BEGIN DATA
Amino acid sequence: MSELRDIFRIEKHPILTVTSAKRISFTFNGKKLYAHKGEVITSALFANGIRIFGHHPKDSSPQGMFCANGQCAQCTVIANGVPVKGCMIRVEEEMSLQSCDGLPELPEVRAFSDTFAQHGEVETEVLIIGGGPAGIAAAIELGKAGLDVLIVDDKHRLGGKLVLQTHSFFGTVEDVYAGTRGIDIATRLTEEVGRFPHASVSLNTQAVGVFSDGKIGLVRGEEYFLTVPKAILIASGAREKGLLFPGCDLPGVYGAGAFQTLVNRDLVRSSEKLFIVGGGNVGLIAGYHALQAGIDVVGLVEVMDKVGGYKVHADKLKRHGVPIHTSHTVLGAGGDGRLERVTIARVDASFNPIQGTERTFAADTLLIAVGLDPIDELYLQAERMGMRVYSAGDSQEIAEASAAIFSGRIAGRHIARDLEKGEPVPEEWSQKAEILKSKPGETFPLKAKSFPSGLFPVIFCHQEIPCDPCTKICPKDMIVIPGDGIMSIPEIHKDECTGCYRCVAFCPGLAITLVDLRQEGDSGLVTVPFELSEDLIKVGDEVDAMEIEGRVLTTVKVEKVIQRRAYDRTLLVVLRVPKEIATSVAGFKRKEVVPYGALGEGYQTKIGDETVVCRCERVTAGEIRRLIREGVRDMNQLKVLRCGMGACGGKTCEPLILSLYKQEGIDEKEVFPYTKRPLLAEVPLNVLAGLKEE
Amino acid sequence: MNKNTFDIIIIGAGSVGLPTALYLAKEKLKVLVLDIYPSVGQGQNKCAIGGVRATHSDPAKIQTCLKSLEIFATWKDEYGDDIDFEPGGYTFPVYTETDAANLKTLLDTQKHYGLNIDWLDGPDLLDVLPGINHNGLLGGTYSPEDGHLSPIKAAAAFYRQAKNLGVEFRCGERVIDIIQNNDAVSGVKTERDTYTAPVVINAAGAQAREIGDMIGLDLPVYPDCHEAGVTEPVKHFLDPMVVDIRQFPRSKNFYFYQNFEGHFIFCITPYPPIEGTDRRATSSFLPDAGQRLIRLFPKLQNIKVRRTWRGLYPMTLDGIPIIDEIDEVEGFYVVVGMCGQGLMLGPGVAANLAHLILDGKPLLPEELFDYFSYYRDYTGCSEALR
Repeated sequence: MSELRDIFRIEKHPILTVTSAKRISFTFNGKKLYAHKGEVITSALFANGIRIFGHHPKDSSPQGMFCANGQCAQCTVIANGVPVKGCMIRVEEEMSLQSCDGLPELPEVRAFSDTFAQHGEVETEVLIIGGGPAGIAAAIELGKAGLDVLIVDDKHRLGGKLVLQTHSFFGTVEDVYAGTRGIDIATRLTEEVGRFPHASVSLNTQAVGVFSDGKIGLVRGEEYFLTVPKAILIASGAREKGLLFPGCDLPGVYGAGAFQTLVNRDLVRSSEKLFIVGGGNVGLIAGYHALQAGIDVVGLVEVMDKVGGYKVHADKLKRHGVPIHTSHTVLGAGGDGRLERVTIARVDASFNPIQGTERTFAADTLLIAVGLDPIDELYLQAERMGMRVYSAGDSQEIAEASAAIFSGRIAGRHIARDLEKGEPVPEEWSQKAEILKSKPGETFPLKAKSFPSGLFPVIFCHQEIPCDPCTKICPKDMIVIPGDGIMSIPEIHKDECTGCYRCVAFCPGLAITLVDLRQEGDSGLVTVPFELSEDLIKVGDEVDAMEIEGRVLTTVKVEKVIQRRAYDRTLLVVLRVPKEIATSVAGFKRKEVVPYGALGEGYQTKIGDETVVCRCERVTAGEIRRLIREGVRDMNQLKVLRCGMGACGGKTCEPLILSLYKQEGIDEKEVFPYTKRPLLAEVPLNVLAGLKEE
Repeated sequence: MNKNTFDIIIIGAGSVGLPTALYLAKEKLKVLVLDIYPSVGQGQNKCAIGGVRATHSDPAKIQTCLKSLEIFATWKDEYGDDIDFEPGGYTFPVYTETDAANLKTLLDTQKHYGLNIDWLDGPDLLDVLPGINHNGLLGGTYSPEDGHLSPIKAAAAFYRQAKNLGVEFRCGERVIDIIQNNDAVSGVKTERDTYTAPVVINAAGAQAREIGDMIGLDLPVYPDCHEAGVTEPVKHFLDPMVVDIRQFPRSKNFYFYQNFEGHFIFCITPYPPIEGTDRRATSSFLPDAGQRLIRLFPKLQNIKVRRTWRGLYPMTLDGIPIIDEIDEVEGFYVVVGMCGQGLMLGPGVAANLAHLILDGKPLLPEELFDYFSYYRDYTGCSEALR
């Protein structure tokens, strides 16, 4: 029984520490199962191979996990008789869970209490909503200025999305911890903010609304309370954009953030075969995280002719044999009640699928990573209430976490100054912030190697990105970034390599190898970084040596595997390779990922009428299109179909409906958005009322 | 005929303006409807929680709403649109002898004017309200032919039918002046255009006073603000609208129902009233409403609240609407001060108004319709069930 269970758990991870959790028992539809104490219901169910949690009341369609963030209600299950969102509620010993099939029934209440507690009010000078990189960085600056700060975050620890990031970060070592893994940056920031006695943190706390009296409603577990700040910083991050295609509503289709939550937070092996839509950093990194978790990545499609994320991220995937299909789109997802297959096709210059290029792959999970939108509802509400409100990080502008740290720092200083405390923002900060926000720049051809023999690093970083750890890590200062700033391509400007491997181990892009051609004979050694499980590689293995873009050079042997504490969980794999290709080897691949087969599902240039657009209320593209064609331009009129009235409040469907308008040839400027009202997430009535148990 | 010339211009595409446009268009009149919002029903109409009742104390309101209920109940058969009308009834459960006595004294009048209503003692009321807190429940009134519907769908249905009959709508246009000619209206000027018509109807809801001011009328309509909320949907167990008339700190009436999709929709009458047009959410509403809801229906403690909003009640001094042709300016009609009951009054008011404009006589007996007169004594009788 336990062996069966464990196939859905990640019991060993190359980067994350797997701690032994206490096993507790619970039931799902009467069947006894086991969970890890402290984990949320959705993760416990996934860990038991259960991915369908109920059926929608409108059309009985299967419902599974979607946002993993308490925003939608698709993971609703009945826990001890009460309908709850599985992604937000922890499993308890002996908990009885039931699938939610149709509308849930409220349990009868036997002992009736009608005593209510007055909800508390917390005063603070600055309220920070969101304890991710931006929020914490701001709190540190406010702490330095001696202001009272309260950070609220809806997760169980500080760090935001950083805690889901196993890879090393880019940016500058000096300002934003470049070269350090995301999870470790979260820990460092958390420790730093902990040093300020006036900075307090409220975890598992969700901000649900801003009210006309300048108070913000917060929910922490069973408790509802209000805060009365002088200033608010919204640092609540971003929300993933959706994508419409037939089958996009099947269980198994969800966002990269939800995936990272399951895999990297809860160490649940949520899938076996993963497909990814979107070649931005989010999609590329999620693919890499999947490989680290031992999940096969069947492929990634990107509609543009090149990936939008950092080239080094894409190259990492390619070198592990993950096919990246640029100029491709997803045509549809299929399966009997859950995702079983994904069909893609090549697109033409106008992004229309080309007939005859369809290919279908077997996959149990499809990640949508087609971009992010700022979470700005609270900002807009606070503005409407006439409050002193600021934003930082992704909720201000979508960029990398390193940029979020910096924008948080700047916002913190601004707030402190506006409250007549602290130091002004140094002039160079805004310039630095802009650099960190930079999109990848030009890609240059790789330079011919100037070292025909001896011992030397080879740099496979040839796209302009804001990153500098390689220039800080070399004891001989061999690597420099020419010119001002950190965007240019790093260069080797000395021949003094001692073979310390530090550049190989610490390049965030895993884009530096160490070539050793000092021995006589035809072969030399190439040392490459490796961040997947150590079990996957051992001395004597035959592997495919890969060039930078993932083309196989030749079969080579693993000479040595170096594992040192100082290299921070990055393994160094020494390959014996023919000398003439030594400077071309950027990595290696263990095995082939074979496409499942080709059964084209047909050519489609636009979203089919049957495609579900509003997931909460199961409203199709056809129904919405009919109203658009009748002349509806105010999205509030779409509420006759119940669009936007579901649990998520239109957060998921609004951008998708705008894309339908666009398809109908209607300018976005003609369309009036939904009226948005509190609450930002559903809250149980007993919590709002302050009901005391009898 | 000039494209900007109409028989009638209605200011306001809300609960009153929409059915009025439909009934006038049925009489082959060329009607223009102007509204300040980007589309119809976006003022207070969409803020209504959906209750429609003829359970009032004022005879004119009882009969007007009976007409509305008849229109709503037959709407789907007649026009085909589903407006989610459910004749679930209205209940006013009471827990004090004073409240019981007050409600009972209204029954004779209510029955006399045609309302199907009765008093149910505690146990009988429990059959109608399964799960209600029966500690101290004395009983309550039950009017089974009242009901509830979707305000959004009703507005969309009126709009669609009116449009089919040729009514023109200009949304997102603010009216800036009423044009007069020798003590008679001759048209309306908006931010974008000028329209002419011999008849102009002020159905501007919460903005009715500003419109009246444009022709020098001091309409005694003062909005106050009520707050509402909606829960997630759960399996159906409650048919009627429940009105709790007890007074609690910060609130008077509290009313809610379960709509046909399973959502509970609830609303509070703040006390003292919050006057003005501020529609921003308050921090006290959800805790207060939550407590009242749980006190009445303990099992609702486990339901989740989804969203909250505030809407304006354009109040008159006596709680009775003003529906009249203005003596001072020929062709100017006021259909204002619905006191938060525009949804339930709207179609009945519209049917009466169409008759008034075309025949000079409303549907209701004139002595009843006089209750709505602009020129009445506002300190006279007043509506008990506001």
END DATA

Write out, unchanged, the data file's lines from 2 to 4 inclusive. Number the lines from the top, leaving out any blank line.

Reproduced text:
Amino acid sequence: MNKNTFDIIIIGAGSVGLPTALYLAKEKLKVLVLDIYPSVGQGQNKCAIGGVRATHSDPAKIQTCLKSLEIFATWKDEYGDDIDFEPGGYTFPVYTETDAANLKTLLDTQKHYGLNIDWLDGPDLLDVLPGINHNGLLGGTYSPEDGHLSPIKAAAAFYRQAKNLGVEFRCGERVIDIIQNNDAVSGVKTERDTYTAPVVINAAGAQAREIGDMIGLDLPVYPDCHEAGVTEPVKHFLDPMVVDIRQFPRSKNFYFYQNFEGHFIFCITPYPPIEGTDRRATSSFLPDAGQRLIRLFPKLQNIKVRRTWRGLYPMTLDGIPIIDEIDEVEGFYVVVGMCGQGLMLGPGVAANLAHLILDGKPLLPEELFDYFSYYRDYTGCSEALR
Repeated sequence: MSELRDIFRIEKHPILTVTSAKRISFTFNGKKLYAHKGEVITSALFANGIRIFGHHPKDSSPQGMFCANGQCAQCTVIANGVPVKGCMIRVEEEMSLQSCDGLPELPEVRAFSDTFAQHGEVETEVLIIGGGPAGIAAAIELGKAGLDVLIVDDKHRLGGKLVLQTHSFFGTVEDVYAGTRGIDIATRLTEEVGRFPHASVSLNTQAVGVFSDGKIGLVRGEEYFLTVPKAILIASGAREKGLLFPGCDLPGVYGAGAFQTLVNRDLVRSSEKLFIVGGGNVGLIAGYHALQAGIDVVGLVEVMDKVGGYKVHADKLKRHGVPIHTSHTVLGAGGDGRLERVTIARVDASFNPIQGTERTFAADTLLIAVGLDPIDELYLQAERMGMRVYSAGDSQEIAEASAAIFSGRIAGRHIARDLEKGEPVPEEWSQKAEILKSKPGETFPLKAKSFPSGLFPVIFCHQEIPCDPCTKICPKDMIVIPGDGIMSIPEIHKDECTGCYRCVAFCPGLAITLVDLRQEGDSGLVTVPFELSEDLIKVGDEVDAMEIEGRVLTTVKVEKVIQRRAYDRTLLVVLRVPKEIATSVAGFKRKEVVPYGALGEGYQTKIGDETVVCRCERVTAGEIRRLIREGVRDMNQLKVLRCGMGACGGKTCEPLILSLYKQEGIDEKEVFPYTKRPLLAEVPLNVLAGLKEE
Repeated sequence: MNKNTFDIIIIGAGSVGLPTALYLAKEKLKVLVLDIYPSVGQGQNKCAIGGVRATHSDPAKIQTCLKSLEIFATWKDEYGDDIDFEPGGYTFPVYTETDAANLKTLLDTQKHYGLNIDWLDGPDLLDVLPGINHNGLLGGTYSPEDGHLSPIKAAAAFYRQAKNLGVEFRCGERVIDIIQNNDAVSGVKTERDTYTAPVVINAAGAQAREIGDMIGLDLPVYPDCHEAGVTEPVKHFLDPMVVDIRQFPRSKNFYFYQNFEGHFIFCITPYPPIEGTDRRATSSFLPDAGQRLIRLFPKLQNIKVRRTWRGLYPMTLDGIPIIDEIDEVEGFYVVVGMCGQGLMLGPGVAANLAHLILDGKPLLPEELFDYFSYYRDYTGCSEALR